Indonesia suspends land-clearing licences of 27 firms over forest fires July 11, 2016  By Samhati Bhattacharjya -- Indonesia government has suspended land-clearing licences of 27 companies, which were found responsible for the land and forest fires, leading to the haze crisis last year. The Environment and Forest Ministry officials said that the decision was taken after the companies failed to prevent fires in their concession lands, which resulted in one of the worst environmental crises for South-east Asia in recent history. Apart from the sanctions, the ministry has also filed civil law suits against five oil palm companies allegedly responsible for some of last year's fires.... 

Dirjen Kementan: moratorium sawit harus dibarengi peremajaan tanaman 26 Juli 2016 -- Menurut dia, luas lahan yang dimiliki pengusaha sudah cukup besar karena selama ini terus ekspansi, sementara milik BUMN justru memprihatinkan karena sampai sekarang masih stagnan produksinya. Sedangkan kebun kelapa sawit rakyat harus ditingkatkan produktivitasnya.. Kondisi petani kelapa sawit, lanjutnya, kalau dibandingkan dengan petani kelapa sawit Malaysia yang bergabung dalam Felda masih jauh sehingga harus diperjuangkan lagi.

Note: Director General of the Ministry of Agriculture: oil moratorium should be coupled to replanting. Corporate areas are big enough and the conditio nof farmers an be improved (comparing to Malaysia's Felda).

Riau’s Zamrud forest named newest national park by Haeril Halim and Rizal Harahap   July 23 2016 -- The government on Friday celebrated World Environment Day (WED) by officially opening Zamrud National Park in Siak regency, Riau. The park aims to conserve the remaining forest and ecosystem against industry in the region, home to nearly 3 million hectares of palm oil and timber plantations for pulp and paper companies. The decision of the Environment and Forestry Ministry to upgrade the status of the 31,000-ha peatland forest, which has two lakes inhabited by endangered species such as gold arowanas, from a wildlife reservation to a national park aims to ensure it is not converted for industrial use in the future....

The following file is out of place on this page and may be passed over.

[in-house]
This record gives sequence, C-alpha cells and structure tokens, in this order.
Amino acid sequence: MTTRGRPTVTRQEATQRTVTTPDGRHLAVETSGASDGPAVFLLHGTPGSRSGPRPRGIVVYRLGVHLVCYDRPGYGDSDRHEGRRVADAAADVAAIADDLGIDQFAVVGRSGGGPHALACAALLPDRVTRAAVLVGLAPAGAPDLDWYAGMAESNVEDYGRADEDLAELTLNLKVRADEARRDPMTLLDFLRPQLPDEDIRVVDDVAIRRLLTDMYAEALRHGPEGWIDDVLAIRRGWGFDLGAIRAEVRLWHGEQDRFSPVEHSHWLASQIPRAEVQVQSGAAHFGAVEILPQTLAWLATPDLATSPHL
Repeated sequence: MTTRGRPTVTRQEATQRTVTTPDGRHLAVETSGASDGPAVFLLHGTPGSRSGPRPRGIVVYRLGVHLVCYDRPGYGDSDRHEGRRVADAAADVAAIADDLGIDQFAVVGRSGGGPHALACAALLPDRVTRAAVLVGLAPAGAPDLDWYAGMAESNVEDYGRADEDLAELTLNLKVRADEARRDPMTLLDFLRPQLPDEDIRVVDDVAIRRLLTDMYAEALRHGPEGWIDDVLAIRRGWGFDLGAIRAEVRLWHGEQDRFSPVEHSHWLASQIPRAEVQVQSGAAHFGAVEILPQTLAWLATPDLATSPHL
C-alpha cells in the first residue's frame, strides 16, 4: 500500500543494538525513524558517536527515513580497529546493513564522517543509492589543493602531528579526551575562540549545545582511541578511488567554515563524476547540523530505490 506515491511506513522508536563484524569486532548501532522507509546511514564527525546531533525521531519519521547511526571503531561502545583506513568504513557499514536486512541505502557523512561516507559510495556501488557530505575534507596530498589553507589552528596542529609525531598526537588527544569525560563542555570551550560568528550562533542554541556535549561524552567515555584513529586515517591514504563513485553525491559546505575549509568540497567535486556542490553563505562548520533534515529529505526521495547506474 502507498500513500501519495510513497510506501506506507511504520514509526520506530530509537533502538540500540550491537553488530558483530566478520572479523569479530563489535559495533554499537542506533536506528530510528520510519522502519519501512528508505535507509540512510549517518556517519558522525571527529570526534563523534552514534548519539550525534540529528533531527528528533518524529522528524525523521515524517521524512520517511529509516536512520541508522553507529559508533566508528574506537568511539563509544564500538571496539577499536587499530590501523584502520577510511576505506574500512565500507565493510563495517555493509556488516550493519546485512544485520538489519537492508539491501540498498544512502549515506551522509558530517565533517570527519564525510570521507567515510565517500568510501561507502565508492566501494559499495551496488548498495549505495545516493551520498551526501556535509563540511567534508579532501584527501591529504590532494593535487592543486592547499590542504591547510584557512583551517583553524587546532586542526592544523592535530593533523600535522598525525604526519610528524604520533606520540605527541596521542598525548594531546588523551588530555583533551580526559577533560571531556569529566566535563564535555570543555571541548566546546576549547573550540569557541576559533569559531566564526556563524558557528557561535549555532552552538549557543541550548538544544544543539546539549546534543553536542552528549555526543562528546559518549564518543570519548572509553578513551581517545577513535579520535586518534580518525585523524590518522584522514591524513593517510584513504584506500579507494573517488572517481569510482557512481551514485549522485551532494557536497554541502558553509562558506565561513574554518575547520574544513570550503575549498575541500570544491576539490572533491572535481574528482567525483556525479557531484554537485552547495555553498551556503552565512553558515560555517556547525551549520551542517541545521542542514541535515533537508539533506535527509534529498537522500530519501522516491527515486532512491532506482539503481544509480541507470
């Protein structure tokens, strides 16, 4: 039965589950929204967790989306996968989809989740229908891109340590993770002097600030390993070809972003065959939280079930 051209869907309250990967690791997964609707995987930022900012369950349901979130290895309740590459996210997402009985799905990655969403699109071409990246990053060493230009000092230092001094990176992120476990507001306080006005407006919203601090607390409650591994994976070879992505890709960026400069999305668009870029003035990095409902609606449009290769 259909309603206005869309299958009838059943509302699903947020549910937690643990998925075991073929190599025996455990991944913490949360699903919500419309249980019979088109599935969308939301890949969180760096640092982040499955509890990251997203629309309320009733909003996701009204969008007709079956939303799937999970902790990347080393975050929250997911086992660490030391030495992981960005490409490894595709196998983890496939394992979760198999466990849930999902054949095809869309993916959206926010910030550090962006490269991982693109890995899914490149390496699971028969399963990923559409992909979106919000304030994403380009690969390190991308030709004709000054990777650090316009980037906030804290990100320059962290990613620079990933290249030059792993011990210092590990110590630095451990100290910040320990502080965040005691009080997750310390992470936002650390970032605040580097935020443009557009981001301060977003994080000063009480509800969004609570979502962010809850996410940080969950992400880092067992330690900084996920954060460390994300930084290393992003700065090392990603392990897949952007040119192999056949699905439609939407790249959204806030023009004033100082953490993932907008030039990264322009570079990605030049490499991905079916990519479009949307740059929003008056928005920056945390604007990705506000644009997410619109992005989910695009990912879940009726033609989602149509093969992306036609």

Indonesia Moratorium on New Palm Planting to Include Existing Plantations By : Bernadette Christina Munthe | July 19, 2016 -- The moratorium will cover around 3.5 million hectares, according to the Environment and Forestry Ministry, starting with 950,000 hectares that are being proposed by plantation companies for expansions.  Indonesia, the world's top producer of palm oil, currently has about 11.4 million hectares devoted to palm plantations.  Plantation areas that not used according to what is stipulated on their concession permits, and those indicated to have been transferred to new owners may be subjected to the moratorium, San Afri Awang, director general of forestry spatial planning at Environment Ministry told reporters.  "Existing palm plantation concessions which have productive forested areas will also be subjected to the moratorium," Awang said.....Indonesia's palm association said the move is inconsistent with a strong commitment to investors and introduces uncertainty into the regulations governing plantations. "If plantations that already have a decree to clear forested areas are included in the moratorium, it shows that legal certainty in Indonesia is not good, and this is a bad image," Eddy Martono, an executive at Indonesian Palm Oil Association (GAPKI), told Reuters on Tuesday (19/07).... In April, Indonesian President Joko Widodo said the areas already issued to palm oil growers could be more than twice as productive "provided they use the right seeds".  Gamal Nasir, director general at Agriculture Ministry told Reuters on Tuesday that no decision has been made yet on including forested areas inside palm concessions in the moratorium plan..... 

Post-IPOP: How Indonesia can lead in palm oil sustainability by Lee Chen Chen and Lau Xin Yi  Researchers at the Singapore Institute of International Affairs  Singapore | Tue, July 26 2016 -- the dissolution of IPOP in July, less than two years since it was launched, did not come as a surprise to industry observers.   Since its inception in 2014, IPOP had met with resistance from the Indonesian government and many local palm oil companies.   Dissenters had accused IPOP of infringing on Indonesia’s sovereignty and causing small-scale farmers to lose market access if they could not keep up with IPOP’s standards.   Various interests are clearly at play here. The importance of the palm oil sector to the Indonesian economy and smallholders’ livelihoods means that the country prefers to be in the driving seat in setting industry standards.   IPOP’s disbandment is a clear sign that its members lacked sufficient engagement with these key stakeholders. It has also increased the uncertainty surrounding Indonesia’s fire and haze problem...